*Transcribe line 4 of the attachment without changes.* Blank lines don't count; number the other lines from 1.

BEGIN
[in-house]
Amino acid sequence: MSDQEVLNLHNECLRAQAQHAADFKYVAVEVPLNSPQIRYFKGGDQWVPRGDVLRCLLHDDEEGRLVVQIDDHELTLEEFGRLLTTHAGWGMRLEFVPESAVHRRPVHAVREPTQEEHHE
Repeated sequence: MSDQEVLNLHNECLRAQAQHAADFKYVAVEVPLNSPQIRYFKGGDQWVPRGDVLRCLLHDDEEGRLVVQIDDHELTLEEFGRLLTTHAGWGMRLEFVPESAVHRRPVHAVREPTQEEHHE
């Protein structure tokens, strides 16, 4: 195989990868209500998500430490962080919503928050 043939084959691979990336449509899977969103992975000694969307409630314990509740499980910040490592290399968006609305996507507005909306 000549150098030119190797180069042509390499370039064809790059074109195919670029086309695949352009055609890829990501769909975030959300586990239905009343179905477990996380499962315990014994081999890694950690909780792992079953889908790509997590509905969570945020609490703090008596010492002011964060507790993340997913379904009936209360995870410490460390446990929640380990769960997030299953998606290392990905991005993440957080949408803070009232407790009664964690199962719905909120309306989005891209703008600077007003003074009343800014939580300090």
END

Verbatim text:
């Protein structure tokens, strides 16, 4: 195989990868209500998500430490962080919503928050 043939084959691979990336449509899977969103992975000694969307409630314990509740499980910040490592290399968006609305996507507005909306 000549150098030119190797180069042509390499370039064809790059074109195919670029086309695949352009055609890829990501769909975030959300586990239905009343179905477990996380499962315990014994081999890694950690909780792992079953889908790509997590509905969570945020609490703090008596010492002011964060507790993340997913379904009936209360995870410490460390446990929640380990769960997030299953998606290392990905991005993440957080949408803070009232407790009664964690199962719905909120309306989005891209703008600077007003003074009343800014939580300090």